What is it that makes an alloy steel aircraft quality?
There are several differences as compared to the normal or commercial quality alloy.
In comparing the chemical analysis we see that aircraft alloys require lower levels of both
phosphorus and sulfur to reduce the potential for harmful inclusions.
The melt cycle requires that the material is vacuum degassed or melted under vacuum to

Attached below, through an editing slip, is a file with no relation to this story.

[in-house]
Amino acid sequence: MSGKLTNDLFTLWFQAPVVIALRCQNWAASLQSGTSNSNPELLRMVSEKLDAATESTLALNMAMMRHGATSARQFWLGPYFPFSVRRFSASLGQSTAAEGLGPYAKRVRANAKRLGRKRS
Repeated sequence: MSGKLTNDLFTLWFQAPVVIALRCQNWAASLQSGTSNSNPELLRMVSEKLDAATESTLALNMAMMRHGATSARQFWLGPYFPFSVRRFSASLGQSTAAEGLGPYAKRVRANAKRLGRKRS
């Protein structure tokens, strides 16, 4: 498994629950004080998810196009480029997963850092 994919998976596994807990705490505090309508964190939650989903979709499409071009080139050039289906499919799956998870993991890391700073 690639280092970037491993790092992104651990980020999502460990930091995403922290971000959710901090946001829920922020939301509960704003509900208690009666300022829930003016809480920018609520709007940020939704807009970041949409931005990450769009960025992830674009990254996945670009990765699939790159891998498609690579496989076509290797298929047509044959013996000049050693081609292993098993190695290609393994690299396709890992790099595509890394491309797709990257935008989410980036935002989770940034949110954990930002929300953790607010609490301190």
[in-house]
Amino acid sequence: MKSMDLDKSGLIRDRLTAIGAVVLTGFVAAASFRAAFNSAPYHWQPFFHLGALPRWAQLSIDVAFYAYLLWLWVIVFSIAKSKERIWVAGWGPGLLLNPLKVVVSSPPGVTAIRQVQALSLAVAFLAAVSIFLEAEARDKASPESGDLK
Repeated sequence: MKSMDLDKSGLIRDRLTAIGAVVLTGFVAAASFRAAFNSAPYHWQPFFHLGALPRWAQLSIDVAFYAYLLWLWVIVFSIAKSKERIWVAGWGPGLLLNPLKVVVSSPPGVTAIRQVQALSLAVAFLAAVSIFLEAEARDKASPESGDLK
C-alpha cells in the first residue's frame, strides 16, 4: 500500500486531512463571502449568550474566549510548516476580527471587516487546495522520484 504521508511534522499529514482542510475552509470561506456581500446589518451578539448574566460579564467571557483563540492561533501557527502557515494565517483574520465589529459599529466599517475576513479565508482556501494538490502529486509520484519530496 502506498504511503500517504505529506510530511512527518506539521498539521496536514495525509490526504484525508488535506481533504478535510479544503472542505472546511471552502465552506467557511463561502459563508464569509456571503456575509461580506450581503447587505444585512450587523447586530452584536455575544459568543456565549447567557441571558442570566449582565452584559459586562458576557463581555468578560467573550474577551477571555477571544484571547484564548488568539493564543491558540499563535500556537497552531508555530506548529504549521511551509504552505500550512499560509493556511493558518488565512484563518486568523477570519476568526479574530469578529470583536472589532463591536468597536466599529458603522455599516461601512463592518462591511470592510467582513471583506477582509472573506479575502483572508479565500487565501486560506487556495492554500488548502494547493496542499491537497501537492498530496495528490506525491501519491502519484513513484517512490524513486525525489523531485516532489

remove oxygen and other dissolved gasses resulting in a further reduction of harmful inclusions.
Aircraft alloys also require testing to assure that the above requirements have resulted in the
expected cleanliness and integrity of the alloy steel.
Tests are performed to assure the material is essentially free of internal cracks, voids, or
excessive segregation.
Other tests of the microstructure categorize any remaining inclusions as to their size and
frequency. Standards limit both the size and frequency. The larger the inclusion, fewer are
allowed.